• Hire the right people. "When I first started out, I hired a med tech who had a bunch of degrees and 30 years' experience, but he couldn't keep things running day to day," says Epperson. "Now I've hired someone with incredible intelligence who used to be a phlebotomist, and my clinical consultant has been able to teach her everything she needs to know to keep things going. You need an individual who is confident, a quick learner, and is also obsessive-compulsive about delivering the correct data."

• Invest in a lab information system, preferably one that can interface with your electronic medical record. "Without such a system," Epperson says, "the effort of trying to maintain information is horrendous."

Epperson's final tip for small to medium practices: "Don't expect to break even for six months to a year."

Large practices (10+ doctors)

While they share many of the same problems as doctors in smaller practices, doctors in larger groups typically face hurdles uniquely their own because of the complexity and volume of the testing they perform.

The Elkhart Clinic in Elkhart, IN, is a 36-physician multispecialty practice that comprises 15 specialties, ranging from primary care to neurosurgery (obstetrics, orthopedics, and urology aren't included). To serve these specialists and their patients, the clinic's on-site lab conducts waived, moderate-complexity, and complex testing (manual differential/hematology and synovial fluid differential). Total testing volume each year exceeds 300,000.

Given this volume, a lab information system is "absolutely necessary," says Joan Dolan, the clinic's lab manager. But no ordinary system will do. Elkhart's produces "bar codes so that samples can be labeled." The system can also electronically validate medical necessity—a key to ensuring Medicare payment for otherwise uncovered tests—and interface seamlessly with billing software.

Profits from the lab are distributed equitably, but with a twist. Stark lab rules make it illegal for doctors to be compensated based on the volume or value of test referrals. To avoid running afoul of the law, many practices typically "pool" profits from ancillary services such as on-site labs, and then distribute those profits equally. Elkhart's formula is a variation on this theme.

"What we do is to assign four levels of participation based on specialty," says Darryl Busby, the executive administrator. "Oncol-ogists may be at level four, the highest, because of all the lab tests they order, while surgeons may be at level one because most of the tests they order are done at the hospital, where they do their procedures. All specialists in the same category get compensated equally, but the categories recognize distinctions between specialties."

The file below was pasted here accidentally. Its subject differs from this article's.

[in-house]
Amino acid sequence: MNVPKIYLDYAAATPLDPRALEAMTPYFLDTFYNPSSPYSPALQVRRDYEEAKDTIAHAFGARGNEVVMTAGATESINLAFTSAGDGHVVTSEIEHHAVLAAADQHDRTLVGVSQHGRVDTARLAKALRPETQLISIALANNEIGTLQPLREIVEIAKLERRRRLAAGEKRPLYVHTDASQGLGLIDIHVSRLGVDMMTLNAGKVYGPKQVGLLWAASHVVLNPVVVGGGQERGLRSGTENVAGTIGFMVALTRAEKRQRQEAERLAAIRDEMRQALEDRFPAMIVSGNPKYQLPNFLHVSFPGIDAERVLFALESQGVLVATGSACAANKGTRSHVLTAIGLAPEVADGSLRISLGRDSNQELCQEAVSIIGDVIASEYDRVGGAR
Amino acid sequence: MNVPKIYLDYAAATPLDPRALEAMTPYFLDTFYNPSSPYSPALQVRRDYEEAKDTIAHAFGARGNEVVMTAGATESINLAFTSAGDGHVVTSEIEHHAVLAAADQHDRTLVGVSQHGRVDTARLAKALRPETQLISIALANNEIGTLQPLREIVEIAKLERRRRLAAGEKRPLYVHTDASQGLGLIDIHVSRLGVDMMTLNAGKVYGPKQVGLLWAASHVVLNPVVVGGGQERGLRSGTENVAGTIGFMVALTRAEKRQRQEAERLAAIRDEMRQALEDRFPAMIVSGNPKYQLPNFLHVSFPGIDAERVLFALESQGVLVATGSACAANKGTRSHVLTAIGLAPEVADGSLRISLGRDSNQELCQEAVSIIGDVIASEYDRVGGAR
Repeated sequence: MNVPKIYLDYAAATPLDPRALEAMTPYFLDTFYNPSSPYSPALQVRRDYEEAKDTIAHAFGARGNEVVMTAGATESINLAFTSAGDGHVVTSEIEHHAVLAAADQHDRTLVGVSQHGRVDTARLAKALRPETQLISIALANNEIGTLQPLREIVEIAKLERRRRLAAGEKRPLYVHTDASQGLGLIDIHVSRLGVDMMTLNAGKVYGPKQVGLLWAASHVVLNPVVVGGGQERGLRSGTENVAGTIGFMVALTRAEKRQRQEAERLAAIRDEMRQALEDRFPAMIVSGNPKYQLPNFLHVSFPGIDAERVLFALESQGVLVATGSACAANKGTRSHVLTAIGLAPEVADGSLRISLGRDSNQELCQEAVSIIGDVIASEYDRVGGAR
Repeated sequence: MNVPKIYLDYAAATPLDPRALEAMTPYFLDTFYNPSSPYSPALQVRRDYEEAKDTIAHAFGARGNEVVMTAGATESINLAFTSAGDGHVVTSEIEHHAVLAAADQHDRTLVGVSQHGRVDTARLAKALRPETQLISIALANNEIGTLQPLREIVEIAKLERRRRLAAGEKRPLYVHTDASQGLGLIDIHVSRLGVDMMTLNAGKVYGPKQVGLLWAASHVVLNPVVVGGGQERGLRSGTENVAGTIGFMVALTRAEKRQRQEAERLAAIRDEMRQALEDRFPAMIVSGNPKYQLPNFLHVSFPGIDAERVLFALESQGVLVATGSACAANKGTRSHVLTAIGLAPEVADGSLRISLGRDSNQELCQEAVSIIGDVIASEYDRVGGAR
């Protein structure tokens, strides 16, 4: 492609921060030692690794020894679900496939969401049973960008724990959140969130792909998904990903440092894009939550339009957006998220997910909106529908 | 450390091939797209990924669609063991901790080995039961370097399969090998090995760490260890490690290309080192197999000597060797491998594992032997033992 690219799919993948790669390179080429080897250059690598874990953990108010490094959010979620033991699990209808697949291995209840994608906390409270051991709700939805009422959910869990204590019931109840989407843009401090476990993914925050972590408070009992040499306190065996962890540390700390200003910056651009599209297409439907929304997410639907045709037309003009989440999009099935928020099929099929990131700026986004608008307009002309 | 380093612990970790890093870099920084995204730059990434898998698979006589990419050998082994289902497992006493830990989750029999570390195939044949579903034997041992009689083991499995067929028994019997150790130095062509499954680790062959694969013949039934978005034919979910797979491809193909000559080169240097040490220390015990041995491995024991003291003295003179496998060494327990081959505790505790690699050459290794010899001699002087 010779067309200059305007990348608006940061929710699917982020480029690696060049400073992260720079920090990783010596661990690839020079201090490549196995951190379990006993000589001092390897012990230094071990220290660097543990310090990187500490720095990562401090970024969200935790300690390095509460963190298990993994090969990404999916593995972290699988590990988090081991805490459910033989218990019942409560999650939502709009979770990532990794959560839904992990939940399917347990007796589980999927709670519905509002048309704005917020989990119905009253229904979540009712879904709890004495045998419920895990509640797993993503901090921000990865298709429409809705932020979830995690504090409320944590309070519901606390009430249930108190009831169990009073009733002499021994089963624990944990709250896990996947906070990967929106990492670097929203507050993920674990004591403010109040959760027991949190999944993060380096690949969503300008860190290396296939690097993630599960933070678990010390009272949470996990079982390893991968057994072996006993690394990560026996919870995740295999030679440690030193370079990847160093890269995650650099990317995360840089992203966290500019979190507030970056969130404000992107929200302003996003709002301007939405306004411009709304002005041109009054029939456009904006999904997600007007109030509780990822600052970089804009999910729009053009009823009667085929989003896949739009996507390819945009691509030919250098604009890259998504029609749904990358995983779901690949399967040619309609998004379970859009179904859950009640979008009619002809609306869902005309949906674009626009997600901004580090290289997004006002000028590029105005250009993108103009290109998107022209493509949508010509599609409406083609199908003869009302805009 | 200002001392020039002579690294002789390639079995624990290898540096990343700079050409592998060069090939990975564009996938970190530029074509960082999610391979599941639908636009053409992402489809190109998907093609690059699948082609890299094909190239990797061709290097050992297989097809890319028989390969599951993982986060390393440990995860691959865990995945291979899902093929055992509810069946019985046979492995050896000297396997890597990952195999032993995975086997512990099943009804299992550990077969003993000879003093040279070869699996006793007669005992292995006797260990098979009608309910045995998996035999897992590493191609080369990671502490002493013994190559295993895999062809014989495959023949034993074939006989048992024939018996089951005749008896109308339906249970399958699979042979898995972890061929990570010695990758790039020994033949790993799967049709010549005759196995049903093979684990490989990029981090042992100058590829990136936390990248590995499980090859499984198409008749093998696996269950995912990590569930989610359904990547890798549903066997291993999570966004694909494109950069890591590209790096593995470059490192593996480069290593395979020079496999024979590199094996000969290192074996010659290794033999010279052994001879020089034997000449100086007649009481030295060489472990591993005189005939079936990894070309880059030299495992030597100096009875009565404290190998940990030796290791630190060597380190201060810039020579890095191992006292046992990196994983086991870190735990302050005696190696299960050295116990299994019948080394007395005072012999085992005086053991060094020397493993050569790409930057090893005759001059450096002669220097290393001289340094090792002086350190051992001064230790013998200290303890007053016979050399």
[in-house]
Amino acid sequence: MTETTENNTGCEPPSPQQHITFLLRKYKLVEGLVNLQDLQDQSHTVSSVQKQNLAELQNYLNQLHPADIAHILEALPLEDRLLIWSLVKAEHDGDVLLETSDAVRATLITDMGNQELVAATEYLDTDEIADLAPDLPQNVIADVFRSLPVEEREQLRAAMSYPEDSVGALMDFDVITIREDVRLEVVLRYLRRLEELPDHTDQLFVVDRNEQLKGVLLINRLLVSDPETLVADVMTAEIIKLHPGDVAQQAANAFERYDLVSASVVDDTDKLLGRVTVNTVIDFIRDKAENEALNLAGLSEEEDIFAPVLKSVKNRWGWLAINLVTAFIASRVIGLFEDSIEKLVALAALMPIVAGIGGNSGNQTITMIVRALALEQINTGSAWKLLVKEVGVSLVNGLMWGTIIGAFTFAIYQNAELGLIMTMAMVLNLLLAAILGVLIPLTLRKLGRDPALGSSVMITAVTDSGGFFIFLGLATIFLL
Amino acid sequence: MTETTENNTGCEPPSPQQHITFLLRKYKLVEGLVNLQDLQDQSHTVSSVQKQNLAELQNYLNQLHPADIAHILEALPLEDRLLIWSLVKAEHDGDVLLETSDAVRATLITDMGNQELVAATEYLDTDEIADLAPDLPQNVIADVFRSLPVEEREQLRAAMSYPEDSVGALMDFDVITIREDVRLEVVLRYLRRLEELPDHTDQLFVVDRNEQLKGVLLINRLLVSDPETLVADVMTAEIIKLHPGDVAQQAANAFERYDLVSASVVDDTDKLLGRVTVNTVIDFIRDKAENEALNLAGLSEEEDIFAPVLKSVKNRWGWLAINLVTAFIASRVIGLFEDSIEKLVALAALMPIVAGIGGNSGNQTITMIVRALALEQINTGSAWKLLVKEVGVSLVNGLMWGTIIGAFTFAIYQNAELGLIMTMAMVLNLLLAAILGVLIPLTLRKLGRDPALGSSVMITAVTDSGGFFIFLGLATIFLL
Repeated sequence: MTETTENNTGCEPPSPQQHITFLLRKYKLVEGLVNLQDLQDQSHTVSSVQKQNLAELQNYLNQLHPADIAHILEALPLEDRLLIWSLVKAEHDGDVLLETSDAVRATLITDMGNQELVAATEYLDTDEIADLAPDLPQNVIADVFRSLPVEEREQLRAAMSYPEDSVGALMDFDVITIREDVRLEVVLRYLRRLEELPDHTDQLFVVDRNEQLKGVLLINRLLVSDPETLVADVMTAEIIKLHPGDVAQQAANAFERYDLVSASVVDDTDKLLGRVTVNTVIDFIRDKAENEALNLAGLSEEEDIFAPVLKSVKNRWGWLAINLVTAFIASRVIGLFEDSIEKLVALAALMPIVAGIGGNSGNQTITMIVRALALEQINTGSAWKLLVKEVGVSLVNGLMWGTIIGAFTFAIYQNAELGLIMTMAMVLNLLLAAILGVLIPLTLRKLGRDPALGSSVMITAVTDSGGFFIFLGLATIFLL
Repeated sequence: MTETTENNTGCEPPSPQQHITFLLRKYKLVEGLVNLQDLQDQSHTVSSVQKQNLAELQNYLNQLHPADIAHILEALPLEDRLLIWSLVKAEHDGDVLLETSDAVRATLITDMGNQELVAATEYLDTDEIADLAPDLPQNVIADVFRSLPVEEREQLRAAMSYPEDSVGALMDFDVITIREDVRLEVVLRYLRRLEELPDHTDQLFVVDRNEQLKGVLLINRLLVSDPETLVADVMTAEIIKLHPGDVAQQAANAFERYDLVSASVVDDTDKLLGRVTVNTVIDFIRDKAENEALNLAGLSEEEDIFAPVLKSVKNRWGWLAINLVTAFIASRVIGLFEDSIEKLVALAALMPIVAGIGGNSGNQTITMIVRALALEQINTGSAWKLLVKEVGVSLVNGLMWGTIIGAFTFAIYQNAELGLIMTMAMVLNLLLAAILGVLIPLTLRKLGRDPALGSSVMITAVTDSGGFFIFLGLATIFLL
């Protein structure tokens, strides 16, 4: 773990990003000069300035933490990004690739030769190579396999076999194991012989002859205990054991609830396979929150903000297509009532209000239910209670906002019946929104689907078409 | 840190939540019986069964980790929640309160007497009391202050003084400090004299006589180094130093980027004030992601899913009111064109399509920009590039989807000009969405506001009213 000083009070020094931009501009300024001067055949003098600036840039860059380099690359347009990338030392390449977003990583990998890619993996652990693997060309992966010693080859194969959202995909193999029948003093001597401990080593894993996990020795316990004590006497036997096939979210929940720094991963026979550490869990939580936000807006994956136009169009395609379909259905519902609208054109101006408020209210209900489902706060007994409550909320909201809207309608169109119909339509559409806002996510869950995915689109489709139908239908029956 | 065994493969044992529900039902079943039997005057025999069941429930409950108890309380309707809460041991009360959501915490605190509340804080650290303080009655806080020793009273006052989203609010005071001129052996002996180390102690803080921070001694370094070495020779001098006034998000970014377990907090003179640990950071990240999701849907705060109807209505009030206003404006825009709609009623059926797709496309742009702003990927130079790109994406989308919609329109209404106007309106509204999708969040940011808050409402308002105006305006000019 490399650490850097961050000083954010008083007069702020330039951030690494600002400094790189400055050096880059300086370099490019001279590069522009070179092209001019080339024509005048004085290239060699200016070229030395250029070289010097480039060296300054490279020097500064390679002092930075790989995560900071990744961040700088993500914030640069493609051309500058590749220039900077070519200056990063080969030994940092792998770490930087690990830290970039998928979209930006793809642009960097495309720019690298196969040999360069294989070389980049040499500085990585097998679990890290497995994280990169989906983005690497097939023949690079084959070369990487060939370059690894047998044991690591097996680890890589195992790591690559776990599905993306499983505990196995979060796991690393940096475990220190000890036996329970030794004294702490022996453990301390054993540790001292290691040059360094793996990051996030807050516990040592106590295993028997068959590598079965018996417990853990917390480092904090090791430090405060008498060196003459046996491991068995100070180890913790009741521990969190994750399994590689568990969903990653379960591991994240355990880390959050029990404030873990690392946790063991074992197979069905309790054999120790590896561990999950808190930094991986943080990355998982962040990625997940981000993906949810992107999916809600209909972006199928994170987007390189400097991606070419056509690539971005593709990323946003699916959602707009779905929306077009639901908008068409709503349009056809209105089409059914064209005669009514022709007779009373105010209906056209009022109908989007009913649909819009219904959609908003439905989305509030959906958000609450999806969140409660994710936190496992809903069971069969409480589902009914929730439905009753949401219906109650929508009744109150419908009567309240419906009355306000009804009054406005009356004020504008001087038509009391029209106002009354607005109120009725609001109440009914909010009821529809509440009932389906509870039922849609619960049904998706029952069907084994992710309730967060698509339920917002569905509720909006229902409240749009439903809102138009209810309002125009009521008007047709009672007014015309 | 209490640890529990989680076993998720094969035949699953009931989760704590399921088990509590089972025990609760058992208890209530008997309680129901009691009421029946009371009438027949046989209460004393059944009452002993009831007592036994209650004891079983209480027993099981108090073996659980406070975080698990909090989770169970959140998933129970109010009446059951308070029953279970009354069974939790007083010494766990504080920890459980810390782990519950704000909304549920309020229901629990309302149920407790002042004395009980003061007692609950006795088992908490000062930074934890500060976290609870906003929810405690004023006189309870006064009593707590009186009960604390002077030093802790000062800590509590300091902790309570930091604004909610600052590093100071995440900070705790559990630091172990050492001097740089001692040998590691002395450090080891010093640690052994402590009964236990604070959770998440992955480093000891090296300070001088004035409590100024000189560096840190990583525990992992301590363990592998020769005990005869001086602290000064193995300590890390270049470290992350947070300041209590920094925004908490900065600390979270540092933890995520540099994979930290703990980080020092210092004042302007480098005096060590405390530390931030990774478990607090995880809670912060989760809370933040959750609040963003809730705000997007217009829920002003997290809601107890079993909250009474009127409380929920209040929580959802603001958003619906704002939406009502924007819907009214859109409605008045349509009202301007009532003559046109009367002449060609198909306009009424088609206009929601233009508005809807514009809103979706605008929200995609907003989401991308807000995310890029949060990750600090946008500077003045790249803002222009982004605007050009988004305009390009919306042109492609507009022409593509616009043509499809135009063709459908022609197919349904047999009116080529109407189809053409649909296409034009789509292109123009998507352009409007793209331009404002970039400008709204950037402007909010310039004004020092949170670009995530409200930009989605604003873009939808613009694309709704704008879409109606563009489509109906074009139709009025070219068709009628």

Does this pass legal muster? "Our attorneys have reviewed this carefully and believe it would pass the Stark sniff test," Busby says.

What does the future look like for physician office labs? "Technology is moving toward easier, near-foolproof, Star-Wars-like testing," says FP Paul B. Fischer from Evans, GA, who's among the best-known experts in the field. Already a company like Hayward, CA-based Cholestech offers point-of-care testing for cholesterol and related lipids, blood glucose and glycemic control, and liver function. Other companies are racing to compete.

"Ten years down the road, doctors will be doing tests that are so simple to perform they won't even be considered tests," says Charles Root. "Spit on the instrument and it gives you a result. When that happens, the traditional clinical lab, in a sense, will disappear, except for very unusual testing. Most tests will be done at the point of care—and almost every major test will be in a waived category."


Find out more about office labs

These resources and organizations can help you out—whether you're thinking of starting your own office lab or have an established lab and need more information:

Office Laboratory Check Up: Is Your Lab Financially Fit? Developed by the American College of Physicians in conjunction with MCF Compliance, this spreadsheet program can help you determine the practicality and profitability of a small- or medium-sized lab. Free to ACP members. Nonmembers can order the program for $175 by calling customer service 800-523-1546 (ext 2600) and requesting product #410900400.